A cinematic innovator who began as a critic planting the seeds of the French New Wave, Jean-Luc Godard has never been shy to say something controversial or make films that deliberately remind people that they are watching cinema. Even into his 80s, Godard continues to provoke audiences.
Our thoughts are not the substance of reality, but its shadow. ~ Godard’s narration from 2 or 3 Things I Know About Her
After his work with the film magazine Cahiers du Cinéma ended in the late 1950s, Godard began making a series of radical and ever changing features that would constantly bend the rules of editing, sound, storytelling, and all realms of conventional narrative cinema. Between 1960 to 1967, Godard directed 15 films before going underground for a short time to make political films, something his career had already developed into by the time of the infamous student riots of May 1968. It is very hard to make an ordered list of his best work, but I am bored at work and thought I would give it a try.
5) Band of Outsiders (1964)
Based on the 1958 American crime novel Fool’s Gold by Dolores Hitchens, Bande à part (the film’s French title) is perhaps Godard’s most playful film, and often considered the Godard film that even people who hate Godard can enjoy. It involves a young trio (2 boys, 1 girl) who attempt to rob the girl’s aunt of a hidden fortune. Though like most of Godard’s films, the story is just the starting point for cinematic exercises and shenanigans, full of film and literary references.
Starring Godard’s then wife Anna Karina, the film includes tongue-and-cheek narration from the director, a memorable sequence with the main characters running through the Louvre to beat the museum’s fastest visit record (previously set by an American, of course), a “minute” of silence that reminds the viewer of the difference between dialogue and background noise, and a dance sequence that inspired a scene in Pulp Fiction.
4) Tout va bien (1972)
Co-directed by Jean-Pierre Gorin, this Marxist drama is almost two separate films, dealing with a strike at a sausage factory as observed by an American reporter (Jane Fonda) and her French director husband (Yves Montand). The first half of the film takes place mostly at the factory and is filmed brilliantly on an ant farm-like set paying homage to Jerry Lewis’ The Ladies Man (a similar set was used for the Belafonte in The Life Aquatic with Steve Zissou). The second half deals more closely with the two main characters, their failing marriage, and their growing political ambivalence a few years after being tremendously affected by the student riots of 1968.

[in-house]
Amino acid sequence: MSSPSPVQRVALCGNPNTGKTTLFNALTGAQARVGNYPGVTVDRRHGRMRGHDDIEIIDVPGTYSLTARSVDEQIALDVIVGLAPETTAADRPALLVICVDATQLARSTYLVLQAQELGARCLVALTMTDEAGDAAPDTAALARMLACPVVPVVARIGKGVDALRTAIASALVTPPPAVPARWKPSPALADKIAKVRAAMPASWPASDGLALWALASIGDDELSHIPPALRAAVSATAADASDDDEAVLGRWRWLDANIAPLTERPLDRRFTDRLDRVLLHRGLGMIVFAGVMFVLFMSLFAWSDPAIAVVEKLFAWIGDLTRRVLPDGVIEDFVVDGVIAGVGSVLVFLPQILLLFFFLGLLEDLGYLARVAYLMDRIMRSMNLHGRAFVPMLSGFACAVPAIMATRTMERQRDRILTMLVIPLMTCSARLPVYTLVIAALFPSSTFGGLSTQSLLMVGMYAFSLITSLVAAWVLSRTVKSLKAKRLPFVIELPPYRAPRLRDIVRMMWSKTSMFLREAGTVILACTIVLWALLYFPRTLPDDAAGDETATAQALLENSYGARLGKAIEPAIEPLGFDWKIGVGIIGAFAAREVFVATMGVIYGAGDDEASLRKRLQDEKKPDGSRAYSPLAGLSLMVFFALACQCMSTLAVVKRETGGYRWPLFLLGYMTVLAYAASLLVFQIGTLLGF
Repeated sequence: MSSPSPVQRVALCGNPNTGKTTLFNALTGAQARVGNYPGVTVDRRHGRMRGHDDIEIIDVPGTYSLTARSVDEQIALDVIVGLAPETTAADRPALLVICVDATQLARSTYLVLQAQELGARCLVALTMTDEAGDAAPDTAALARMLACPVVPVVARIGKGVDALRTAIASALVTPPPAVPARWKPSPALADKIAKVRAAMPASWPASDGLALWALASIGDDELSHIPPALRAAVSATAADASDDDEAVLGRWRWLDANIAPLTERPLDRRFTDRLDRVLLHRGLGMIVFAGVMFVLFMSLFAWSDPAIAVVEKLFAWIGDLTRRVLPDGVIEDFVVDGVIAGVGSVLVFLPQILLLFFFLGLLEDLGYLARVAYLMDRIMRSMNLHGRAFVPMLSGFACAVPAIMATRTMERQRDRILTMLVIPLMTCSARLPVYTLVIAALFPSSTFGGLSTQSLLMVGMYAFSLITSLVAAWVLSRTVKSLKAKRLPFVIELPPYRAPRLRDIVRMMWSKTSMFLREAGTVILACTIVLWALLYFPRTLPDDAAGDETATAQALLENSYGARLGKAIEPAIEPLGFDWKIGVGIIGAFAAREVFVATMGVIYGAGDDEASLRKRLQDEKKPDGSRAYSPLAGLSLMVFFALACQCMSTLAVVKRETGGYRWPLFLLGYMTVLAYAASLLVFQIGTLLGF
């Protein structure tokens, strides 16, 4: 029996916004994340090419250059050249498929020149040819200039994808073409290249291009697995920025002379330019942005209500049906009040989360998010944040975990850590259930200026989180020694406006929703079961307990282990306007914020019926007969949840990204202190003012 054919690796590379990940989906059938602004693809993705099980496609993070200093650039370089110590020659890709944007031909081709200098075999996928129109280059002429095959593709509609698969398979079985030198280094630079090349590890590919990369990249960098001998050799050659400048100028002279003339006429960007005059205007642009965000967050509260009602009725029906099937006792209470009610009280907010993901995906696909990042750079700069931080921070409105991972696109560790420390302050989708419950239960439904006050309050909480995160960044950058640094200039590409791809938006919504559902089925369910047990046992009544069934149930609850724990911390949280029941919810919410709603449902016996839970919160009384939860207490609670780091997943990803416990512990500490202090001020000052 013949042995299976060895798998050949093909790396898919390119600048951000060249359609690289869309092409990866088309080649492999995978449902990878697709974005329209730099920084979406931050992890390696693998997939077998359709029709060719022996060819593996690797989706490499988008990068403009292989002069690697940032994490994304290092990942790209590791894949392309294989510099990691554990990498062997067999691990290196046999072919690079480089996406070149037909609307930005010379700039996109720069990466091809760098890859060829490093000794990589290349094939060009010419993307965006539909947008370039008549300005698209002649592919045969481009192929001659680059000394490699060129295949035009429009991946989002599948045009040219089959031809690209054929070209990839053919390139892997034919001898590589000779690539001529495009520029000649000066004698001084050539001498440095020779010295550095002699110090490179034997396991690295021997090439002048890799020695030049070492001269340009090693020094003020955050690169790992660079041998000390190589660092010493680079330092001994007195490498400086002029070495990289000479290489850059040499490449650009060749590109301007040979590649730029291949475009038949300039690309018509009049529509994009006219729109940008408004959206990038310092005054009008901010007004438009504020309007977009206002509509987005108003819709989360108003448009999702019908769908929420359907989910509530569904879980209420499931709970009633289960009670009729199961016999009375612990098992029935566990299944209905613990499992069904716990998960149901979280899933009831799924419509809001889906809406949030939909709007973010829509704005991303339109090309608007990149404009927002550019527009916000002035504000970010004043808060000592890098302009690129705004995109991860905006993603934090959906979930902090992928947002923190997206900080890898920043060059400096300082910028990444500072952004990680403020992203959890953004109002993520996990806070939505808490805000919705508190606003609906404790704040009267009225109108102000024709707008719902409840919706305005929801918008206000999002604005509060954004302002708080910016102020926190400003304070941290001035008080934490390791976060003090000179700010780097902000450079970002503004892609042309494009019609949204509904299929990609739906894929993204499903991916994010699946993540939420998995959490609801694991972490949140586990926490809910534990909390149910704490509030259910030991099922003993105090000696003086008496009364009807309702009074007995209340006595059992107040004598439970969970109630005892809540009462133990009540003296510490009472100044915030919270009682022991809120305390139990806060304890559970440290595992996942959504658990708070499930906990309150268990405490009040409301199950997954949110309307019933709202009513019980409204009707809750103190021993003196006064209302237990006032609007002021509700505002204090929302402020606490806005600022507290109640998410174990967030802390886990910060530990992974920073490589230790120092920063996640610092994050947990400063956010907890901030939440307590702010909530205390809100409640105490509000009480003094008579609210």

Shot in vibrant colors with very precise staging and mise en scène, Tout va bien improves upon the disintegration-of-marriage theme explored in Godard’s Contempt, and goes about itself in a similar radical fashion to Week End, though it’s as if this time around Godard isn’t trying to destroy cinema, but lament for it. The long take through the supermarket is a great damning image of consumerism, and one cannot help but think Godard is revealing more than a little of himself through Montand’s character.
3) 2 or 3 Things I Know About Her (1967)
Godard, even for him, does something unique with this feature. A hard film to describe, 2 or 3 Things I Know About Her deals with an upper-middle class woman who decides to prostitute herself in order to better afford material household items. A skewering satire on the economic miracle of post-WWII France, Godard transitions to a cinematic essay format for the film, putting less emphasis on story and focusing on the themes of consumerism, prostitution, the Vietnam war, and the continuing urban development of 1967 Paris.
Godard narrates the film in a rushed whisper, as if hiding under a table and expressing all of his thoughts as fast as he can, but quietly enough so as not to reveal his subversive hiding place. Shot in bright colors with an emphasis on the colors of the French flag, most of the narration is shown over shots of construction sites building a modern Paris while Godard discusses consumerism as prostitution of the mind. The color schemes appear artificial in contrast to the political message of the film. And there are so many great images to choose from, whether the extreme closeup of cream mixing with coffee in an allusion to the cosmos (see clip above), or the final image of a number of household cleaning products laid out on a lawn. A film more about the 1960s than anything else.